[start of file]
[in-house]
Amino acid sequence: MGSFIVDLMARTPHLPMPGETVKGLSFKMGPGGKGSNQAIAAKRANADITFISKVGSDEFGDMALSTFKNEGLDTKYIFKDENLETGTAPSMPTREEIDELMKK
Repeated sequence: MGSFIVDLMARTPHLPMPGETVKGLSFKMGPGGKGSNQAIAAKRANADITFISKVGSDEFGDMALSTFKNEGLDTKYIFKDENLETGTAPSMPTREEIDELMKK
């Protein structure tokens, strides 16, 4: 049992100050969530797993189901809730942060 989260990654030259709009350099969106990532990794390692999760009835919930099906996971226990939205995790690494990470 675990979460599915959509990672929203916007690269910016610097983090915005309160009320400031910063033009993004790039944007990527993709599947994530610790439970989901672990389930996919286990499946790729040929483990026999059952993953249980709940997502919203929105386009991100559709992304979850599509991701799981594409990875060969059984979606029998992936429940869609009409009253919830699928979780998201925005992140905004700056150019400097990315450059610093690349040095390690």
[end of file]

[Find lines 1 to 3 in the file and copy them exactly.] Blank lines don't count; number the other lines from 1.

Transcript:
[in-house]
Amino acid sequence: MGSFIVDLMARTPHLPMPGETVKGLSFKMGPGGKGSNQAIAAKRANADITFISKVGSDEFGDMALSTFKNEGLDTKYIFKDENLETGTAPSMPTREEIDELMKK
Repeated sequence: MGSFIVDLMARTPHLPMPGETVKGLSFKMGPGGKGSNQAIAAKRANADITFISKVGSDEFGDMALSTFKNEGLDTKYIFKDENLETGTAPSMPTREEIDELMKK